Imanol Ordorika Sacristansenior, a researcher at the Economic Research Institute and candidate for rectory from the National Autonomous University of Mexico (FIRST), assured that his project to lead the highest house of study in the country represents “a proposal of big change” for the academic institution.
In an interview with Joaquín López-Dóriga for your space on Radio Formula, Ordorica Sacristan talks about his project if he is elected as the new rector of FIRSTdecision that Governing Body You plan to pick up before November 17th.
“The proposals that I presented in my work project to the Governing Board represent a proposal for a deep change in UNAM, to promote a path of university reform, identifying serious problems faced by the University for a long time, identifying areas where the University needs to improve its game to continue the continuity of UNAM as the great institution that it is, which like any institution in society has difficulties, tension, and internal inconsistency,” he explained.
“Precisely, this idea that very important, very important changes must be made at UNAM, and these changes must be made from the university community, is what clearly distinguishes me from the other nine candidates,” he said.
The longing Rectory of the National University does not agree with the view of President Andrés Manuel López Obrador That the FIRST has “fixed” in recent times, but on the contrary: the FIRST is the national reference for the most progressive positions in the country.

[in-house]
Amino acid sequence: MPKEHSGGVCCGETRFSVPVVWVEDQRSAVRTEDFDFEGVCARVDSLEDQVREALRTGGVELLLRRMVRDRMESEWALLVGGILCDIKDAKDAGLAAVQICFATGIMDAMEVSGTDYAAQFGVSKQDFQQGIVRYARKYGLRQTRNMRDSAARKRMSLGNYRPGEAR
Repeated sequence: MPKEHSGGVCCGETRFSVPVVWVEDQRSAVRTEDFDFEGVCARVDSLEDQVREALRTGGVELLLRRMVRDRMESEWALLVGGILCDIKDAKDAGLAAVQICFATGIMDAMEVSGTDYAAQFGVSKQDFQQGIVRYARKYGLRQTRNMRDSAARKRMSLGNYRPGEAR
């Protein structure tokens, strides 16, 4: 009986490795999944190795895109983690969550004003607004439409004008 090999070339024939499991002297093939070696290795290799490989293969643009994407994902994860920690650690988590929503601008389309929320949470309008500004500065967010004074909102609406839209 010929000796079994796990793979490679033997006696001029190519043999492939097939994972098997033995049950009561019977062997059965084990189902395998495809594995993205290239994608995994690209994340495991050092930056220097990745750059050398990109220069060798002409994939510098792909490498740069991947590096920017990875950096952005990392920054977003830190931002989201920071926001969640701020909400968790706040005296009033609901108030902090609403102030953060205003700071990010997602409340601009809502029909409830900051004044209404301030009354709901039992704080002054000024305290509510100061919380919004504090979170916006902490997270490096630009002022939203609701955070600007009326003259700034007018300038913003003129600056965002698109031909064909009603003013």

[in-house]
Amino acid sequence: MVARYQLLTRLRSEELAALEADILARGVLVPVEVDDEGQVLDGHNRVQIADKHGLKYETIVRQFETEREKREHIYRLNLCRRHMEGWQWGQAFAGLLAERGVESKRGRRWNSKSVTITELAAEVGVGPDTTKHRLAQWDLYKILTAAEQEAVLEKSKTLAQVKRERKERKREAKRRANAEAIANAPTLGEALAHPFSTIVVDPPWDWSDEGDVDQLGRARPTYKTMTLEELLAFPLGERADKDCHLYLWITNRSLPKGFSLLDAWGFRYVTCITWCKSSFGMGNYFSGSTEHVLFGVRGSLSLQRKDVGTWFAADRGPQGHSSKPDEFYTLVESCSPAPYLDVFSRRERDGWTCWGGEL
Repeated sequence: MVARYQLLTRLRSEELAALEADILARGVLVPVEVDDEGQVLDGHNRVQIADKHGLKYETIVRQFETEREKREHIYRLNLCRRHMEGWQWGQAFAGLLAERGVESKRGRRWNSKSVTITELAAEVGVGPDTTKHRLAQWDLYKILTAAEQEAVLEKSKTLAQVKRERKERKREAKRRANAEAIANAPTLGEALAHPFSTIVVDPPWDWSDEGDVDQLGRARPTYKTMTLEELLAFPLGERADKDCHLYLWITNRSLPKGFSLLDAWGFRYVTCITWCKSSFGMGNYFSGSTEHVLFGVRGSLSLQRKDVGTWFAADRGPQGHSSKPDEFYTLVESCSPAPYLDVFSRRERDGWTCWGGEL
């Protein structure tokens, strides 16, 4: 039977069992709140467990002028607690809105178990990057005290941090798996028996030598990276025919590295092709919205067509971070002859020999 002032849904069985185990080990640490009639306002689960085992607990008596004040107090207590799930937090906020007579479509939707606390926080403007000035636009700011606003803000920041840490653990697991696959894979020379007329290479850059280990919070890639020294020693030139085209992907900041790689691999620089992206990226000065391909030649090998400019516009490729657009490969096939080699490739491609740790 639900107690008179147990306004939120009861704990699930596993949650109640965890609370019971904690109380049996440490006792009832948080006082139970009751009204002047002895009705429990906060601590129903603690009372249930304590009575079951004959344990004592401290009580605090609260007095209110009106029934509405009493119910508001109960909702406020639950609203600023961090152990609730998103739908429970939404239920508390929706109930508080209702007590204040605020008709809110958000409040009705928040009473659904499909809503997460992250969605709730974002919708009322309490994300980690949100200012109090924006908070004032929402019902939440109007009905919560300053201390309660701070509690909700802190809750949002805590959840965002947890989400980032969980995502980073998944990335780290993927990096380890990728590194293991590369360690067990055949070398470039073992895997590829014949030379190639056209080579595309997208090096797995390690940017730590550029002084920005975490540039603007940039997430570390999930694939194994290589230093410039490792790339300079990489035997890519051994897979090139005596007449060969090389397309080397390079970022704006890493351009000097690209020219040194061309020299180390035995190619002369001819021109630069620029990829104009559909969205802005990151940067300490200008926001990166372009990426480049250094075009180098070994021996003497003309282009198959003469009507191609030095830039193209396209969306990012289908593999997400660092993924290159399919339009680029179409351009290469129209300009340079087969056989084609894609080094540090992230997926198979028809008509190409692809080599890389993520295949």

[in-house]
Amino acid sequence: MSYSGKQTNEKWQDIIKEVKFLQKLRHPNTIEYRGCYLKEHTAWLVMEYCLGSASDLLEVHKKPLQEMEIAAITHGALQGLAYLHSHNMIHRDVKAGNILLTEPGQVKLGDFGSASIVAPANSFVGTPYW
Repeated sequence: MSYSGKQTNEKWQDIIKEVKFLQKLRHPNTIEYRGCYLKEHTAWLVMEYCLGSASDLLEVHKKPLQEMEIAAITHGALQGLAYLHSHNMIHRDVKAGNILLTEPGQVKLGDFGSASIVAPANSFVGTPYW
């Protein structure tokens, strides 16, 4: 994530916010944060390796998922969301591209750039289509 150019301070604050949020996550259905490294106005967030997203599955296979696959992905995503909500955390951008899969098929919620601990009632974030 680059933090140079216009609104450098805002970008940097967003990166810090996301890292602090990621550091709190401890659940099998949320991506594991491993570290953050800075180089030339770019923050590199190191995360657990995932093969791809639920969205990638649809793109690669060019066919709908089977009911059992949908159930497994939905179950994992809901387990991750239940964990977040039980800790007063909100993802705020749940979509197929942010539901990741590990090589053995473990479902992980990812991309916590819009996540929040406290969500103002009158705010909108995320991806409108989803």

“I don’t think so. For me, this is just a superficial appreciation of UNAM. The university is a complex institution. In particular, it is necessary to identify what happens to the high authorities of the university with conservative tendencies, or tendencies, especially regarding university issues, which are reluctant to change, to participate in communities,” he said.
“But, on the other hand, we have a community that historically, among students, teachers, and workers, has been interested in the most progressive causes in the country: the struggles for the democratization of Mexico, for human rights, and social justice. UNAM is always involved in this type of action. “It is a national reference for the most progressive positions,” he argued.
“In its most general parts, UNAM has been aligned for many decades to the projects of changing the country in a positive, democratic, very broad, and inclusive way,” he pointed out.